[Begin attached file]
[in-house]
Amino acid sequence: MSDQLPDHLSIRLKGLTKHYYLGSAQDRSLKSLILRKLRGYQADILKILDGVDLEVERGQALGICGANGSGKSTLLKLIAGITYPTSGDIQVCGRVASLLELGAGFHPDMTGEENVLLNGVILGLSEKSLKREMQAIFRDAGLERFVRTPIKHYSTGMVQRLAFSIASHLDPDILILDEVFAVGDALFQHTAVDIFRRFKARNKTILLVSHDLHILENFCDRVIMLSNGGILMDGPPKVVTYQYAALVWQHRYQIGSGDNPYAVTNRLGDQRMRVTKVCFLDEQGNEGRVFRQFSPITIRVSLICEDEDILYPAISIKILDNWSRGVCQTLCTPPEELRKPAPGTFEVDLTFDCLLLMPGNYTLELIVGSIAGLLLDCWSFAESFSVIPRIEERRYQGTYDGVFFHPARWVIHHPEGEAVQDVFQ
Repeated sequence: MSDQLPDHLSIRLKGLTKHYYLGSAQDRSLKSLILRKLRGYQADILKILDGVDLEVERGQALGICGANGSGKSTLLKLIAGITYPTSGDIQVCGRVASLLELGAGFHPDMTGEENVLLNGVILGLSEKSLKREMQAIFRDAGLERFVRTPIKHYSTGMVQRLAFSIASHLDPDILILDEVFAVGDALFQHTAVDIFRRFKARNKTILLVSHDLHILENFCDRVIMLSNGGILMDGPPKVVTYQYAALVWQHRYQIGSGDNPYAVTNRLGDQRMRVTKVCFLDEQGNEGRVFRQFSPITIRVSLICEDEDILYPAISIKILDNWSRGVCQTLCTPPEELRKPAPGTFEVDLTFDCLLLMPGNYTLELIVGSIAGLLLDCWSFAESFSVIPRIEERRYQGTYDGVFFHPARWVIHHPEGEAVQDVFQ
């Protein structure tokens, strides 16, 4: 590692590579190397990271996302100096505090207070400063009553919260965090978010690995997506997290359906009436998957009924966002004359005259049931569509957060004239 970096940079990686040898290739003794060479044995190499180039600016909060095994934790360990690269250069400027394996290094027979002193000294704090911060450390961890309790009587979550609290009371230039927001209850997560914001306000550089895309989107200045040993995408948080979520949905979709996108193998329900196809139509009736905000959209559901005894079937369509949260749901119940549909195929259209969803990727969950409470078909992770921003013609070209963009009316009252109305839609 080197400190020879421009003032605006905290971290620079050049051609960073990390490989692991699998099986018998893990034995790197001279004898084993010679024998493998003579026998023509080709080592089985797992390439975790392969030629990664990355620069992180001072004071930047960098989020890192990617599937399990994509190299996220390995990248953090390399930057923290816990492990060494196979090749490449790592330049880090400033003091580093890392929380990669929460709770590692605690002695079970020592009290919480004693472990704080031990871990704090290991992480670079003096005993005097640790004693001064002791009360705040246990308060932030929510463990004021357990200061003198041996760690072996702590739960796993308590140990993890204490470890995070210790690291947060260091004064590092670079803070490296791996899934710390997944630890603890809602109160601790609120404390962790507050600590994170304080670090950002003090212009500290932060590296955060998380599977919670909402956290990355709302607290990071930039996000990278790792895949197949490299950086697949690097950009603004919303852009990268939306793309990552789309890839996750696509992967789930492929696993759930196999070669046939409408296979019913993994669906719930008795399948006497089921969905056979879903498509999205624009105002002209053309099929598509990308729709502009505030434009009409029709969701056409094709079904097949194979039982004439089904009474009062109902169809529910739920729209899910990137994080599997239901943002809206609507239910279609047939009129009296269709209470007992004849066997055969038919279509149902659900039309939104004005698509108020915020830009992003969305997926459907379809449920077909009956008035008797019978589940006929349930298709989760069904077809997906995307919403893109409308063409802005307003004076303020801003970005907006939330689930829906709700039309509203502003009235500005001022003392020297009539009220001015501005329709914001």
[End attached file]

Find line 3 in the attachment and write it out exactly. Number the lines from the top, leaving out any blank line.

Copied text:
Repeated sequence: MSDQLPDHLSIRLKGLTKHYYLGSAQDRSLKSLILRKLRGYQADILKILDGVDLEVERGQALGICGANGSGKSTLLKLIAGITYPTSGDIQVCGRVASLLELGAGFHPDMTGEENVLLNGVILGLSEKSLKREMQAIFRDAGLERFVRTPIKHYSTGMVQRLAFSIASHLDPDILILDEVFAVGDALFQHTAVDIFRRFKARNKTILLVSHDLHILENFCDRVIMLSNGGILMDGPPKVVTYQYAALVWQHRYQIGSGDNPYAVTNRLGDQRMRVTKVCFLDEQGNEGRVFRQFSPITIRVSLICEDEDILYPAISIKILDNWSRGVCQTLCTPPEELRKPAPGTFEVDLTFDCLLLMPGNYTLELIVGSIAGLLLDCWSFAESFSVIPRIEERRYQGTYDGVFFHPARWVIHHPEGEAVQDVFQ